Critical thinking, River Tweed and Canada (R Ford)

I still keepmy email subscription to eSchoolNews and this week there is an article about the problems schools have with teaching higher order thinking skills – what the article dubs as “the 4Cs: critical thinking, communication, collaboration, and creativity”. There might not be a great deal that is new here for many TLs and teachers e.g. the key recommendation is to build the 4 areas into the school strategy and implement the skills across the curriculum. There would appear to be a lot of scope to identify information literacy skills as the basis for improving critical thinking and indeed, the other 3 skills. Schools still find difficulty in finding ways of teaching these cross curricular skills and, in my experience, this is often because responsibility for implementing these skills across the curriculum is often not identified. The idea that everyone teaches these skills most often leads to no-one teaching them.

On my recent visit to Melrose, my wife and I walked along part of the River Tweed which flows along the edge of the town, famous for its impressive abbey, founded in 1136, and the main structure of the abbey mostly still stands. The photo below shows 2 fly fishermen waist deep in the flowing waters of the river and it seemed a very nice day to be out on the river, although this sport has never attracted me. Other photos of the river can be seen at Borders Cam – certainly worth a visit if you are in the vicinity.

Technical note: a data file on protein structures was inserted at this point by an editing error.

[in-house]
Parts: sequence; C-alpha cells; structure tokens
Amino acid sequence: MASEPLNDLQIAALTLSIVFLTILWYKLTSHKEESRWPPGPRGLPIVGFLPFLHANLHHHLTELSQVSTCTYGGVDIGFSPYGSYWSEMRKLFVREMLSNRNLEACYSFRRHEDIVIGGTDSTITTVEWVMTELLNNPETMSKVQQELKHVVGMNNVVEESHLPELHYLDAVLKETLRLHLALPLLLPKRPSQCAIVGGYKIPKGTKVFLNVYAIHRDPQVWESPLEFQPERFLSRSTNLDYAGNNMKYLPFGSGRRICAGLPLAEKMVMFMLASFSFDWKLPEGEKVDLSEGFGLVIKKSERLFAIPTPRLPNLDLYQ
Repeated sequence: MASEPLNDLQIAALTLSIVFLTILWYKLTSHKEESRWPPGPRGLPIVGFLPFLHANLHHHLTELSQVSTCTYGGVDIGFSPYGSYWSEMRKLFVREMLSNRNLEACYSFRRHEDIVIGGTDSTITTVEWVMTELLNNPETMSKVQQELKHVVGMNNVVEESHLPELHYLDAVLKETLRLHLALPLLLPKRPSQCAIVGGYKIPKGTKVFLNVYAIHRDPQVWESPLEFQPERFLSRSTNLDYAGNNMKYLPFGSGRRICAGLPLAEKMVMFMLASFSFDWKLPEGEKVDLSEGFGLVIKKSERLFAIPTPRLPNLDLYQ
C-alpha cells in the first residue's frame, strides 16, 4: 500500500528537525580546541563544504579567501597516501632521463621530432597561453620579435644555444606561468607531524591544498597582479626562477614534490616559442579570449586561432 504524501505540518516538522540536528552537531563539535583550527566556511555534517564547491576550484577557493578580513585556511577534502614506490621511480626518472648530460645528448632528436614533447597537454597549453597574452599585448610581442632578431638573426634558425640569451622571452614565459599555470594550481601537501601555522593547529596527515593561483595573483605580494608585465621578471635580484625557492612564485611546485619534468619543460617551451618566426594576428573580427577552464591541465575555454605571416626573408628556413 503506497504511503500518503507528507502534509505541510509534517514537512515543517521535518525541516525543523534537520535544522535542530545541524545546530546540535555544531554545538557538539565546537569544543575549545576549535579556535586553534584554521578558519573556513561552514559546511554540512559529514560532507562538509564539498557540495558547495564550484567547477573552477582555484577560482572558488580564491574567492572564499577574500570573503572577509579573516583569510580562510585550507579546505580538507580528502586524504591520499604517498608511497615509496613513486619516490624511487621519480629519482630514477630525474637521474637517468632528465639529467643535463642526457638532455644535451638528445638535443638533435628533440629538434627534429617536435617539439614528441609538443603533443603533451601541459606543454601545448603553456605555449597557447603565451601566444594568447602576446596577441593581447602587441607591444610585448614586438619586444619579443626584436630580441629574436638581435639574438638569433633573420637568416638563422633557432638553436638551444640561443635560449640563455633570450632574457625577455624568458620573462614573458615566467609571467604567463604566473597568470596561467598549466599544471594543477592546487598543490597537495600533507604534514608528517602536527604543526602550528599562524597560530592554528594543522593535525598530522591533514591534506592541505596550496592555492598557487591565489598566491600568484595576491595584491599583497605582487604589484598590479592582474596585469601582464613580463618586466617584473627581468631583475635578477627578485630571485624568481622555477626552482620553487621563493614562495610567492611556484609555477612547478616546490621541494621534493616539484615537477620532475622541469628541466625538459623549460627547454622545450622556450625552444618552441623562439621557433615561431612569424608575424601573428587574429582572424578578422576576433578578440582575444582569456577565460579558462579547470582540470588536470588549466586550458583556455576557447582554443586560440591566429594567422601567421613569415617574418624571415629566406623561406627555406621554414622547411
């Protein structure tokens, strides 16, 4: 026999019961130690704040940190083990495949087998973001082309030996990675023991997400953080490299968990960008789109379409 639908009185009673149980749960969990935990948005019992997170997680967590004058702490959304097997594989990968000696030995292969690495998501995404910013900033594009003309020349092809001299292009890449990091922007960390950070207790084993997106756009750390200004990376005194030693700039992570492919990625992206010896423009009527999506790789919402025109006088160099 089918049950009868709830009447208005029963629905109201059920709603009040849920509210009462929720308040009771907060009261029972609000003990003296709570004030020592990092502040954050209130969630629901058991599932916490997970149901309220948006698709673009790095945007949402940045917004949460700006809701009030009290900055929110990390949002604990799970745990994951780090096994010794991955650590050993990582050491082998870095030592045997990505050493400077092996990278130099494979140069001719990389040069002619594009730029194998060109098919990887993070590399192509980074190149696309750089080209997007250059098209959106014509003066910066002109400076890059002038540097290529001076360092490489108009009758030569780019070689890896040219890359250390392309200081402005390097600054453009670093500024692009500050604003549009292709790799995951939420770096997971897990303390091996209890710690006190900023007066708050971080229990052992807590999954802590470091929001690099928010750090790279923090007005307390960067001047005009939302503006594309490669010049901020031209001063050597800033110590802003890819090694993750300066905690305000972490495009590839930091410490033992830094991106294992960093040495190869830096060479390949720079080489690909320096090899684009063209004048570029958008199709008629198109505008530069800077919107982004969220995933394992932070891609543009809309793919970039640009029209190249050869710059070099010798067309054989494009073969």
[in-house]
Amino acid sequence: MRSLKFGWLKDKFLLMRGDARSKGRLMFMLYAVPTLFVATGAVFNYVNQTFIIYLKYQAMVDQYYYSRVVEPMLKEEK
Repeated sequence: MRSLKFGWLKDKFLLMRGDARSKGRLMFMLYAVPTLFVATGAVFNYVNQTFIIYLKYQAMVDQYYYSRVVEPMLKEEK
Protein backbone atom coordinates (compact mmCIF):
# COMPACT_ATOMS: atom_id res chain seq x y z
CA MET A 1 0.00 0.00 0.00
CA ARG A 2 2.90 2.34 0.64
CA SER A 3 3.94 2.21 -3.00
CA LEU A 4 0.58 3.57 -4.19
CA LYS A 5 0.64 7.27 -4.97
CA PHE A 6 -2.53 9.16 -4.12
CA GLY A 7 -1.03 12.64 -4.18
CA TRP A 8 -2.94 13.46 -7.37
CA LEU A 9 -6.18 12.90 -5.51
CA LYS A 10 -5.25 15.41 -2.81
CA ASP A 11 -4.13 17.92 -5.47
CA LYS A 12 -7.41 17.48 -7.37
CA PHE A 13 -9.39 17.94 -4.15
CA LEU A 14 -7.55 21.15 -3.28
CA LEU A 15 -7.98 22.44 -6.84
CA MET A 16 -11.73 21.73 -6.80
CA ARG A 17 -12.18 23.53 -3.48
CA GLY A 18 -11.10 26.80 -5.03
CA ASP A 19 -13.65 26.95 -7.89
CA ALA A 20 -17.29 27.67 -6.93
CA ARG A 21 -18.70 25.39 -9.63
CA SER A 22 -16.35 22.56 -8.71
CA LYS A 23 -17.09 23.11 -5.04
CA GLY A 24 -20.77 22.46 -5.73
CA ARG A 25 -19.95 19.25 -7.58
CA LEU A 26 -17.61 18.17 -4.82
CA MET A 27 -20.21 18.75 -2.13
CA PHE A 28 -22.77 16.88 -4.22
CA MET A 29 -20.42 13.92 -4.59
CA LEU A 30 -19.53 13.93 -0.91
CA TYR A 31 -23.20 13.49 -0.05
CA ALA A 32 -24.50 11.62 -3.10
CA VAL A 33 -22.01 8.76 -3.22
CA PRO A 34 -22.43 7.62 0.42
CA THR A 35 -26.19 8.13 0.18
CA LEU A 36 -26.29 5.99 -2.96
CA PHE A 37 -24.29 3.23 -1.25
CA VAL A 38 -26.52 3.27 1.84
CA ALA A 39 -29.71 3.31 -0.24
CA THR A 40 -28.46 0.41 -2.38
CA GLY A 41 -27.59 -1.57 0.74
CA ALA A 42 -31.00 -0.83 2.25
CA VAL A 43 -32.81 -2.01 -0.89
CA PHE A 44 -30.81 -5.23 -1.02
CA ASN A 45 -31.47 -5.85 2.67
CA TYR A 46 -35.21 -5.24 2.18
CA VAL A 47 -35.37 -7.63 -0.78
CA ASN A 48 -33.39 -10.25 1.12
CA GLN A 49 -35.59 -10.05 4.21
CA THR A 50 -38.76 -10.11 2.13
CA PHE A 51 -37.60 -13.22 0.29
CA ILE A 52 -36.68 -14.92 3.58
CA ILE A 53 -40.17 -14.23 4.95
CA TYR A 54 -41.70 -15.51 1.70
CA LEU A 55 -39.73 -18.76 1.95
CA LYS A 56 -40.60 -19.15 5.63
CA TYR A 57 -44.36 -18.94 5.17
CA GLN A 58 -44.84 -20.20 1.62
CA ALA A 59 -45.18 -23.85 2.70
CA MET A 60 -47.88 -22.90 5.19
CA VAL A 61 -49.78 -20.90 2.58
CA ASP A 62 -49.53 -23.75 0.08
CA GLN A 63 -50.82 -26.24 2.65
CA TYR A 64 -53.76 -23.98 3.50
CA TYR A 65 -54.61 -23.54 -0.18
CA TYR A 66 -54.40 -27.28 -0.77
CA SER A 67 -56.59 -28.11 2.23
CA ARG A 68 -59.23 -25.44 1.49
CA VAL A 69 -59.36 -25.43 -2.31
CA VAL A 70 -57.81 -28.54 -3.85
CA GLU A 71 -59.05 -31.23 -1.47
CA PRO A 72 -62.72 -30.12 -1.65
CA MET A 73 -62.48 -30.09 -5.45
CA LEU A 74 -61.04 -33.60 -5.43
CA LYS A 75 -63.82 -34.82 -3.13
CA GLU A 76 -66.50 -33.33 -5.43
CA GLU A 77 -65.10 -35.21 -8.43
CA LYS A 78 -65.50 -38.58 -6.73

I’ve just finished reading Richard Ford’s novel Canada (as reviewed in the NYT). As Ford is one of my favourite novelists, I may not be completely unbiased, but as the review shows, I am not alone in praising Ford’s ‘linguistic mastery’. The story is told from the point of view of a 16 year old boy and Ford manages to convey – throughout the novel – the hopes and often fears of a boy of this age who is faced with extraordinary circumstances. It’s not giving away the plot to say that the boy Dell’s parents – outwardly an ordinary middle America couple – rob a bank, but do it ineptly and get caught. We learn this on the very first page. Dell is later taken to Canada to be looked after by the brother of his mother’s friend. There are dramatic moments – physically dramatic moments – in the book, but the key dramas are in the thoughts of the boy, his parents and the people he meets in Canada. Ford has some wonderful turns of phrase that maek you think e.g. in an ordinary life, the extraordinary may only be an inch away. An amazingly impressive book. You cannot read Ford’s work without both appreciating his immense talent and wishing that you could write half as well as he does.

River Tweed fishermen

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